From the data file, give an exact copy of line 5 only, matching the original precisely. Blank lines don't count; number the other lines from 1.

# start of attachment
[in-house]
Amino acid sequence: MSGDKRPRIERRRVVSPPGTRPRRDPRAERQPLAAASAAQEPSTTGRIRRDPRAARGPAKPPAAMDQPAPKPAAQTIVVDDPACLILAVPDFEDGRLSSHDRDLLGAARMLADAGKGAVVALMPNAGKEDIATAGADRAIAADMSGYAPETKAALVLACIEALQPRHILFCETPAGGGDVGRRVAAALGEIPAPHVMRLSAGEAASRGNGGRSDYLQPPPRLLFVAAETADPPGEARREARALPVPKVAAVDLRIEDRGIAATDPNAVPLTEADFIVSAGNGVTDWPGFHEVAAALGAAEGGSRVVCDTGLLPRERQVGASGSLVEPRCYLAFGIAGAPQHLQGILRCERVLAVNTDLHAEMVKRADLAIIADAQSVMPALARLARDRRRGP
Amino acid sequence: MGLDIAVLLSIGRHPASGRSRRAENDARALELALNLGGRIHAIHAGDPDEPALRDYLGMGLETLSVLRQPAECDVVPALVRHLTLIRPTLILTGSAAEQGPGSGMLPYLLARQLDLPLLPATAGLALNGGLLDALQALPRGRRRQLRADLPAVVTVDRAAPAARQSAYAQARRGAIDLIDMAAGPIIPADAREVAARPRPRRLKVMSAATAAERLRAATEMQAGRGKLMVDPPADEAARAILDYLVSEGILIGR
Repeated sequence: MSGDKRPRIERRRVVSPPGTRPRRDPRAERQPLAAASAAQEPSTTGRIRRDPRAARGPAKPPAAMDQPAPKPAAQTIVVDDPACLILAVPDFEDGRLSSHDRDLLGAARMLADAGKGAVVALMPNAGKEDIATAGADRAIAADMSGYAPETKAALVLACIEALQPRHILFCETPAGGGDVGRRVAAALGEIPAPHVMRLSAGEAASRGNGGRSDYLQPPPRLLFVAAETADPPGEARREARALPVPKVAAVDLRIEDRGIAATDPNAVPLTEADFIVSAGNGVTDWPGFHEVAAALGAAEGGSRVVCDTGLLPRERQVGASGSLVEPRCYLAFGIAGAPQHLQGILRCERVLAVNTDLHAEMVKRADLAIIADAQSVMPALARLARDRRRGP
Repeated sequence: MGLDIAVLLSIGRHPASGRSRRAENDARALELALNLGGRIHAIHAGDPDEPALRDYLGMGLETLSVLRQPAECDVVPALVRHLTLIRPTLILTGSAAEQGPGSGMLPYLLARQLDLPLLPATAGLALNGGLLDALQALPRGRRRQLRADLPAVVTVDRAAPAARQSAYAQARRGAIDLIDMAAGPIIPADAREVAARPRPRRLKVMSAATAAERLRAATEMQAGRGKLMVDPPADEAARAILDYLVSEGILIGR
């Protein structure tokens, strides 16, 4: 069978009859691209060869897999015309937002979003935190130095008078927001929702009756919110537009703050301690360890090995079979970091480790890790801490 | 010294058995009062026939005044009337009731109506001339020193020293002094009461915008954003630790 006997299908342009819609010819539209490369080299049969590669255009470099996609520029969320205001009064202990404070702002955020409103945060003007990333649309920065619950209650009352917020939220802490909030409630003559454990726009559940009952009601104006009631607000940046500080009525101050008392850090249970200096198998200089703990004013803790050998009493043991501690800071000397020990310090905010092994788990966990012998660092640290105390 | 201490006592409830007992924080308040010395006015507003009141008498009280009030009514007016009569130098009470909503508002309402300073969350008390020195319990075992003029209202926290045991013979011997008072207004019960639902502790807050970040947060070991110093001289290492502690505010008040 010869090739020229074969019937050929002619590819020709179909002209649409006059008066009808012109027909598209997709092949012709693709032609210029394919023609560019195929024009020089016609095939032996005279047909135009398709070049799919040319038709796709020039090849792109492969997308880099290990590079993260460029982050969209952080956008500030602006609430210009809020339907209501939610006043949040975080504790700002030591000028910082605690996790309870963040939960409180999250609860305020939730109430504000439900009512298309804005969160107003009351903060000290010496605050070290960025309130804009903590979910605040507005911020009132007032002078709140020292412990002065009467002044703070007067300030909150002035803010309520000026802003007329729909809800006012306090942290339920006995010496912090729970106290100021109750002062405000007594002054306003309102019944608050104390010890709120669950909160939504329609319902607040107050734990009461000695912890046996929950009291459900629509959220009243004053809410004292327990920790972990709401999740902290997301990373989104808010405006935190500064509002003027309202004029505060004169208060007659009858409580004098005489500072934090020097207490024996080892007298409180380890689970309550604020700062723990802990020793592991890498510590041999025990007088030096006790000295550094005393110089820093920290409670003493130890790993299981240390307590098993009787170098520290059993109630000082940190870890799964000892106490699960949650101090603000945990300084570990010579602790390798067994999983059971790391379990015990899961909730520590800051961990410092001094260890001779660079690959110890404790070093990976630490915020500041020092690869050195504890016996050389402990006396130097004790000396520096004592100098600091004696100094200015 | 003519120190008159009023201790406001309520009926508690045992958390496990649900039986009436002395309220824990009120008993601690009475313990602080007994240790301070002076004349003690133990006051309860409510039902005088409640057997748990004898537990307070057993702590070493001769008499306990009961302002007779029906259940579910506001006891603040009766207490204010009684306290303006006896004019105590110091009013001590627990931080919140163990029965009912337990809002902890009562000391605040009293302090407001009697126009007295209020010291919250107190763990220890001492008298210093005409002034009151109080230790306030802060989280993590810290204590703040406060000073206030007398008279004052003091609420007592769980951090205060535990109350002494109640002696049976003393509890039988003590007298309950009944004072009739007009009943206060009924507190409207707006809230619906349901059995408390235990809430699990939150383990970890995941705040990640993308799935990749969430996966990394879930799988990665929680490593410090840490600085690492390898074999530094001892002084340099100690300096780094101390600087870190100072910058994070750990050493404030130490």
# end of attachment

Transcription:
Repeated sequence: MGLDIAVLLSIGRHPASGRSRRAENDARALELALNLGGRIHAIHAGDPDEPALRDYLGMGLETLSVLRQPAECDVVPALVRHLTLIRPTLILTGSAAEQGPGSGMLPYLLARQLDLPLLPATAGLALNGGLLDALQALPRGRRRQLRADLPAVVTVDRAAPAARQSAYAQARRGAIDLIDMAAGPIIPADAREVAARPRPRRLKVMSAATAAERLRAATEMQAGRGKLMVDPPADEAARAILDYLVSEGILIGR